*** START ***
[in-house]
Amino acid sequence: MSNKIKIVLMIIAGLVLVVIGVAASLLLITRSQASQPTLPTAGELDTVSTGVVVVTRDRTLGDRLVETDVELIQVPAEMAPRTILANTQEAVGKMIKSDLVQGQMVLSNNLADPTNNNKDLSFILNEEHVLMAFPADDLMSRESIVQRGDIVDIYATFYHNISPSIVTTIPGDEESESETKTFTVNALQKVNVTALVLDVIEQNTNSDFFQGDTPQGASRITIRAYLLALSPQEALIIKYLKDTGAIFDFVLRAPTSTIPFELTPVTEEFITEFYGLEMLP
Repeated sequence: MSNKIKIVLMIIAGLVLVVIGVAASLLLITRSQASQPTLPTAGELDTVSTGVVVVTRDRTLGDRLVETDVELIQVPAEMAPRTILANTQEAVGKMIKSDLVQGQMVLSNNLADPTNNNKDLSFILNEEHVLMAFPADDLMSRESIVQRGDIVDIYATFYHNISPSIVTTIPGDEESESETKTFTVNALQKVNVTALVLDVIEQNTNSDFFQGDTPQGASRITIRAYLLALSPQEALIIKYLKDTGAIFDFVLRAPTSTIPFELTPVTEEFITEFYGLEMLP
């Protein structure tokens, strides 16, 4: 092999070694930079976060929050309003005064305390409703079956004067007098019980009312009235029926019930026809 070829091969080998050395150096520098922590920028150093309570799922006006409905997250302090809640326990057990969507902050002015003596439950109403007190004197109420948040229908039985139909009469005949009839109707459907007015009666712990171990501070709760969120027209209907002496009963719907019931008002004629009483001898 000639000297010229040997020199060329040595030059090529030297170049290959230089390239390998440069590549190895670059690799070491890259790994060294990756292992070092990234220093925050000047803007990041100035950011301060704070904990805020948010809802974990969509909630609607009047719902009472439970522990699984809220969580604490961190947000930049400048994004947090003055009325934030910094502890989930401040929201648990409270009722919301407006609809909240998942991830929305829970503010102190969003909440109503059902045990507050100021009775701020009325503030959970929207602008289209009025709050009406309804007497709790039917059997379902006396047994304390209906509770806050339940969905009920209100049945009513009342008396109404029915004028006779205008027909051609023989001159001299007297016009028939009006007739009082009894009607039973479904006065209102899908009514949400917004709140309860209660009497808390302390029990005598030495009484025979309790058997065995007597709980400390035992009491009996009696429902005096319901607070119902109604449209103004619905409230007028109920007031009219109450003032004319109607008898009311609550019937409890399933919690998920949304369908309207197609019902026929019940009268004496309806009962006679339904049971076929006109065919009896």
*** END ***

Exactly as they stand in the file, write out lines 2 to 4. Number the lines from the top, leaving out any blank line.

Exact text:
Amino acid sequence: MSNKIKIVLMIIAGLVLVVIGVAASLLLITRSQASQPTLPTAGELDTVSTGVVVVTRDRTLGDRLVETDVELIQVPAEMAPRTILANTQEAVGKMIKSDLVQGQMVLSNNLADPTNNNKDLSFILNEEHVLMAFPADDLMSRESIVQRGDIVDIYATFYHNISPSIVTTIPGDEESESETKTFTVNALQKVNVTALVLDVIEQNTNSDFFQGDTPQGASRITIRAYLLALSPQEALIIKYLKDTGAIFDFVLRAPTSTIPFELTPVTEEFITEFYGLEMLP
Repeated sequence: MSNKIKIVLMIIAGLVLVVIGVAASLLLITRSQASQPTLPTAGELDTVSTGVVVVTRDRTLGDRLVETDVELIQVPAEMAPRTILANTQEAVGKMIKSDLVQGQMVLSNNLADPTNNNKDLSFILNEEHVLMAFPADDLMSRESIVQRGDIVDIYATFYHNISPSIVTTIPGDEESESETKTFTVNALQKVNVTALVLDVIEQNTNSDFFQGDTPQGASRITIRAYLLALSPQEALIIKYLKDTGAIFDFVLRAPTSTIPFELTPVTEEFITEFYGLEMLP
């Protein structure tokens, strides 16, 4: 092999070694930079976060929050309003005064305390409703079956004067007098019980009312009235029926019930026809 070829091969080998050395150096520098922590920028150093309570799922006006409905997250302090809640326990057990969507902050002015003596439950109403007190004197109420948040229908039985139909009469005949009839109707459907007015009666712990171990501070709760969120027209209907002496009963719907019931008002004629009483001898 000639000297010229040997020199060329040595030059090529030297170049290959230089390239390998440069590549190895670059690799070491890259790994060294990756292992070092990234220093925050000047803007990041100035950011301060704070904990805020948010809802974990969509909630609607009047719902009472439970522990699984809220969580604490961190947000930049400048994004947090003055009325934030910094502890989930401040929201648990409270009722919301407006609809909240998942991830929305829970503010102190969003909440109503059902045990507050100021009775701020009325503030959970929207602008289209009025709050009406309804007497709790039917059997379902006396047994304390209906509770806050339940969905009920209100049945009513009342008396109404029915004028006779205008027909051609023989001159001299007297016009028939009006007739009082009894009607039973479904006065209102899908009514949400917004709140309860209660009497808390302390029990005598030495009484025979309790058997065995007597709980400390035992009491009996009696429902005096319901607070119902109604449209103004619905409230007028109920007031009219109450003032004319109607008898009311609550019937409890399933919690998920949304369908309207197609019902026929019940009268004496309806009962006679339904049971076929006109065919009896």